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This is a follow-up to a previous question. I have a string "Test 999-99-9", how would I match on everything except the last -9 part? Keep in mind, the last -9 may or may not be there, but if it is, I want to ignore it and match on the rest of the string. Any suggestions?

Alternatively, if it ignored the entire 999-99-9 or 999-99 part, and just returned the "Test" part, that would be fine, too. It seems like that may be easier to do. I basically want to take the following expression and invert it to return the other half of the string: (\d{3}-\d{2}|\d{3}-\d{2}-\d{1})$

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Which language? –  kapa Jul 6 '12 at 13:43
    
please post some possible inputs and the respective desired outputs –  heltonbiker Jul 6 '12 at 13:44
    
Well, like I explained above, if the input is either "Test 999-99" or "Test 999-99-9", I just want it to output "Test 999-99" (ignore the last -9 if it is present). Or, as I explained in the 2nd paragraph, if it just returned "Test", that would be fine too (I can isolate the 999-99 pattern using a different expression I already wrote). Keep in mind, the character part of the string could be more than one word, if that makes a difference. –  tjc59 Jul 6 '12 at 13:49

2 Answers 2

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RegEx to ignore 999-99-9 and just return "Test" part:

^([\w ]+) [\d]{3}-[\d]{2}-?[\d]?$

OCR Software supports groups:

http://www.laserfiche.com/NewsPortal/Article/2012/05/21/tech-tip-pattern-matching-with-regular-expressions

Note: The parentheses determine which information is extracted from the text. The other characters determine the pattern that will be looked for. For example, \d\d\d-\d\d-(\d\d\d\d) will find the social security number and return the last four digits of it.

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I am testing this at regexpal.com and it seems to return the entire string, not just the first part. –  tjc59 Jul 6 '12 at 13:58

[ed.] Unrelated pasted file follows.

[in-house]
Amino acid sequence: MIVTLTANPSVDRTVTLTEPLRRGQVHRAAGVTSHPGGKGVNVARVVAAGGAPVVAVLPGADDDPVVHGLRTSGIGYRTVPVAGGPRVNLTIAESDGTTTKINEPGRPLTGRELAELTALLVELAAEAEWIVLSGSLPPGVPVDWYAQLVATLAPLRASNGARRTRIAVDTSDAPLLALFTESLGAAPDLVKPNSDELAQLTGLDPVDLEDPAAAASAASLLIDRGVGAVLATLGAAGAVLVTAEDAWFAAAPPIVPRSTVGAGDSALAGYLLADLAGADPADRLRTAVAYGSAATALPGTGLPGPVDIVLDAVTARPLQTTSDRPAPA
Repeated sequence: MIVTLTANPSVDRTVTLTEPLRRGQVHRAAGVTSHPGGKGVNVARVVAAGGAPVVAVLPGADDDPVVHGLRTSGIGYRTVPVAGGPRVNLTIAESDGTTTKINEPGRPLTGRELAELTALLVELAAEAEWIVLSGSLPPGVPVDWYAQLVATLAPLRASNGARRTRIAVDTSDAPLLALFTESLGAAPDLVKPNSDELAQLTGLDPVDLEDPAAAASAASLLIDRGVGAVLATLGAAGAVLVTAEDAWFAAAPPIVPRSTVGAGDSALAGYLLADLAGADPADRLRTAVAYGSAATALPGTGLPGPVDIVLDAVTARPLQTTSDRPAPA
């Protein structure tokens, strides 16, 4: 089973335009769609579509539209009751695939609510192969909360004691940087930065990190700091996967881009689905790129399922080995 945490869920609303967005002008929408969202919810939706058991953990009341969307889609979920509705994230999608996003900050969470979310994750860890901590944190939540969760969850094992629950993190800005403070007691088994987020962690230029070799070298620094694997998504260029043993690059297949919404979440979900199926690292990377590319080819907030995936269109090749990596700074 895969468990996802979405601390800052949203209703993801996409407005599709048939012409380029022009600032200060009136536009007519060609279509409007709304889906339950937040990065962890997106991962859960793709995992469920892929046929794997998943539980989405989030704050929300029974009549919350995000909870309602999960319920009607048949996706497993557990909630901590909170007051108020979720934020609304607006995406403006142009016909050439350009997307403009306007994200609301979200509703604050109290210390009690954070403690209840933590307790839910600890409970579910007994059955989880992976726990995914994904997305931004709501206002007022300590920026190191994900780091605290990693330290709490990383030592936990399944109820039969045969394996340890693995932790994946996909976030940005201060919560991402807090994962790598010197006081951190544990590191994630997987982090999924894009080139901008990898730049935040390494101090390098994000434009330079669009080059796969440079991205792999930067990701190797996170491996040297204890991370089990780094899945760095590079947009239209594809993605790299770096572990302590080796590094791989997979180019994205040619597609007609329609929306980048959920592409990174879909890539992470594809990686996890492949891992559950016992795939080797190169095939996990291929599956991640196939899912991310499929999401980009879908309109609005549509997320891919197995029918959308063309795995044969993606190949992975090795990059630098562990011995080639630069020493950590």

It matches the whole string, but returns just the "Test" part as group 1, which you can access using $1 with most regex systems –  Alex W Jul 6 '12 at 14:03
    
I guess I'm not familiar with groups, or how to access them. Do I just tack the $1 onto the end of the expression? Also, the "Test" part may be multiple words; I'm not sure if this will match if multiple words. Sorry for the confusion. –  tjc59 Jul 6 '12 at 14:10
    
This is for Laserfiche Quick Fields (laserfiche.com/en-us/products/quick-fields) zone OCR scanning software. You can inject regex when you map the OCR zone to the metadata field, so the regex basically has to be stand-alone. And I'm not sure what language it would be. Basically when it reads a string, I want it to split it based on this pattern and store the strings in different metadata fields. –  tjc59 Jul 6 '12 at 14:13
    
@tjc59 Ok, updated my answer to match multiple words. It depends on which language you are using as to how to display match groups. –  Alex W Jul 6 '12 at 14:13

^(Test \d{3}-\d{2})(-\d{1})?$ will return everything except the last "-9" from your example, whether the "-9" is present or not.

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This seems to return everything, no matter what, when I test it. Also, the word "Test" is not static; it could be a whole series of different words. I'm basically trying to do an inverse match on everything that doesn't match the 999-99 or 999-99-9 pattern. –  tjc59 Jul 6 '12 at 13:54
    
This is horrible RegEx. You are literally matching the word "Test" and you are matching the last 9, but treating it as a second group. –  Alex W Jul 6 '12 at 13:56

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